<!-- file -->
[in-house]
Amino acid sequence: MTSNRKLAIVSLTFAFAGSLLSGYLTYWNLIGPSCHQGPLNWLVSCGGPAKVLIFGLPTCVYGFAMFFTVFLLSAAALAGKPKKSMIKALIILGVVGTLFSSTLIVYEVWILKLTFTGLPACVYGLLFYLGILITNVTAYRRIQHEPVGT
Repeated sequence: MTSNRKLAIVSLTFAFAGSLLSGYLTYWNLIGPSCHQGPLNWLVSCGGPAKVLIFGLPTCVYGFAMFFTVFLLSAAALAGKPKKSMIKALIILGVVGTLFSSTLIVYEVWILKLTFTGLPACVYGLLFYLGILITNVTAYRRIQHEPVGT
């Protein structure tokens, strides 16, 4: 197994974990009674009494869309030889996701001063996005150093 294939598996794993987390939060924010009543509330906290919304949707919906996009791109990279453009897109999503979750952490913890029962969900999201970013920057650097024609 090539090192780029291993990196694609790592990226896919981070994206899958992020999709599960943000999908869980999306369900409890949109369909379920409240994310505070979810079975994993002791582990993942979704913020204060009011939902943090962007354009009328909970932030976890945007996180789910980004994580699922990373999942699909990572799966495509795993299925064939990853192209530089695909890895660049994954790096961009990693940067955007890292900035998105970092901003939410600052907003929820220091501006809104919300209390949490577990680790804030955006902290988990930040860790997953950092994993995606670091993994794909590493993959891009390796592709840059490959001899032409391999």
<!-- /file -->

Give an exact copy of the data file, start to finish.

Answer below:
[in-house]
Amino acid sequence: MTSNRKLAIVSLTFAFAGSLLSGYLTYWNLIGPSCHQGPLNWLVSCGGPAKVLIFGLPTCVYGFAMFFTVFLLSAAALAGKPKKSMIKALIILGVVGTLFSSTLIVYEVWILKLTFTGLPACVYGLLFYLGILITNVTAYRRIQHEPVGT
Repeated sequence: MTSNRKLAIVSLTFAFAGSLLSGYLTYWNLIGPSCHQGPLNWLVSCGGPAKVLIFGLPTCVYGFAMFFTVFLLSAAALAGKPKKSMIKALIILGVVGTLFSSTLIVYEVWILKLTFTGLPACVYGLLFYLGILITNVTAYRRIQHEPVGT
């Protein structure tokens, strides 16, 4: 197994974990009674009494869309030889996701001063996005150093 294939598996794993987390939060924010009543509330906290919304949707919906996009791109990279453009897109999503979750952490913890029962969900999201970013920057650097024609 090539090192780029291993990196694609790592990226896919981070994206899958992020999709599960943000999908869980999306369900409890949109369909379920409240994310505070979810079975994993002791582990993942979704913020204060009011939902943090962007354009009328909970932030976890945007996180789910980004994580699922990373999942699909990572799966495509795993299925064939990853192209530089695909890895660049994954790096961009990693940067955007890292900035998105970092901003939410600052907003929820220091501006809104919300209390949490577990680790804030955006902290988990930040860790997953950092994993995606670091993994794909590493993959891009390796592709840059490959001899032409391999």